Oz and the French Revolution

If Cameron G’s high school buddy had “collected several of the Oz books” and referred to the initial one of the series as The Wizard of Oz, he was not paying attention. The book is titled The Wonderful Wizard of Oz. Besides turning the slippers from silver to ruby (completely understandable for a Technicolor movie), MGM clipped the title.

The first edition, from the George M. Hill company, was The Wonderful Wizard of Oz. When Hill overextended and went bankrupt, the copyright ended up in the hands of Bobbs-Merrill, who issued it under the title The New Wizard of Oz, because, they said, they didn’t want it to be confused with the Broadway play, which was named The Wizard of Oz. The New Wizard of Oz remained the official title of American editions into the fifties, when the original copyright expired. From then on, the normal title has been The Wizard of Oz.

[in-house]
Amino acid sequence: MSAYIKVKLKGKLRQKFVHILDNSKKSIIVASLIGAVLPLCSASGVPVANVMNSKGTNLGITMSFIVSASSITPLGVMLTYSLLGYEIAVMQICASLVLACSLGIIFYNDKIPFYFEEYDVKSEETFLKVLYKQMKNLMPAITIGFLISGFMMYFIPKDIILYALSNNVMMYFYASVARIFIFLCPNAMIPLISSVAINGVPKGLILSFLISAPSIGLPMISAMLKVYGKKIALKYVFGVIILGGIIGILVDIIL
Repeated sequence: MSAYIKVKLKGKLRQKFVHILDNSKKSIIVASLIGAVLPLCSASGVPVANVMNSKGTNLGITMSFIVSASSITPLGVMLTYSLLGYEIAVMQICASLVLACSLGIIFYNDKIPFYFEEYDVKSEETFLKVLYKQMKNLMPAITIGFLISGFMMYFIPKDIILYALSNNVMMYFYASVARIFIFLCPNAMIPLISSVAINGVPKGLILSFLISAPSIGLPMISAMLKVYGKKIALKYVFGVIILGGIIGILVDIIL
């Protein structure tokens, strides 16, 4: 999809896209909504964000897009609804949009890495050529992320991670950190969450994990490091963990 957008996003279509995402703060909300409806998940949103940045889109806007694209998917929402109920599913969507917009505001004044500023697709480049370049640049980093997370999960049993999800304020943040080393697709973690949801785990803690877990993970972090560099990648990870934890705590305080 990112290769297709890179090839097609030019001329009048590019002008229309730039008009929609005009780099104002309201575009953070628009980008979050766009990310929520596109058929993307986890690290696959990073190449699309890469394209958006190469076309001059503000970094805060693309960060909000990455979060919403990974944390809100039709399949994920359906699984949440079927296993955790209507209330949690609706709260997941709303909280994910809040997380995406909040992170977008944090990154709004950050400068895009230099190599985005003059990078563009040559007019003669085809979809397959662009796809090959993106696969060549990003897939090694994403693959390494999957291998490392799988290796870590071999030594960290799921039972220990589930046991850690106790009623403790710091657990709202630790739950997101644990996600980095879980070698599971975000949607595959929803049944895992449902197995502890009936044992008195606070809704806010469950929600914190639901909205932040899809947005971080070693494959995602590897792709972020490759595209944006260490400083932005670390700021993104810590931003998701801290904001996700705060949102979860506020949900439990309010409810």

The first sequel, The Marvelous Land of Oz, saw its title similarly shortened after a few years. That book, by the way, comes much closer to satirizing the French Revolution, as does the a somewhat later sequel, The Magic of Oz.

Huh. Guess I’ve see only the original editions, then, or reproductions like my Kindle edition. The wiki article I linked to does mention in passing,

but there’s no citation. The disambiguation pages for TWoO and TWWoO both have pointers to the Hill edition.

All the details are available in Bibliographia Oziana. (Yes, the publication history of the series is insane enough to merit a whole book indexing editions and states.)

My high-school history book taught the Oz as Populist Parable bit. Now I find it is not true. Huh.